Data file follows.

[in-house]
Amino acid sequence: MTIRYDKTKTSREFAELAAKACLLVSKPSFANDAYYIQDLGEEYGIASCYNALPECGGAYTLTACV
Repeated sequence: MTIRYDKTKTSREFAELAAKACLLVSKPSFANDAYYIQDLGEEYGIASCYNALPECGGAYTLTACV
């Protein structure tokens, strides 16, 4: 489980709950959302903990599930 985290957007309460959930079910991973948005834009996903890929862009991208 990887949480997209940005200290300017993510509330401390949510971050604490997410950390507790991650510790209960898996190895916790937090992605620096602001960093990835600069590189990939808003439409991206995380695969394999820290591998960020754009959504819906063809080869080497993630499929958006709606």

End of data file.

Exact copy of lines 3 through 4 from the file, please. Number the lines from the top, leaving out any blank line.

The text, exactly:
Repeated sequence: MTIRYDKTKTSREFAELAAKACLLVSKPSFANDAYYIQDLGEEYGIASCYNALPECGGAYTLTACV
């Protein structure tokens, strides 16, 4: 489980709950959302903990599930 985290957007309460959930079910991973948005834009996903890929862009991208 990887949480997209940005200290300017993510509330401390949510971050604490997410950390507790991650510790209960898996190895916790937090992605620096602001960093990835600069590189990939808003439409991206995380695969394999820290591998960020754009959504819906063809080869080497993630499929958006709606």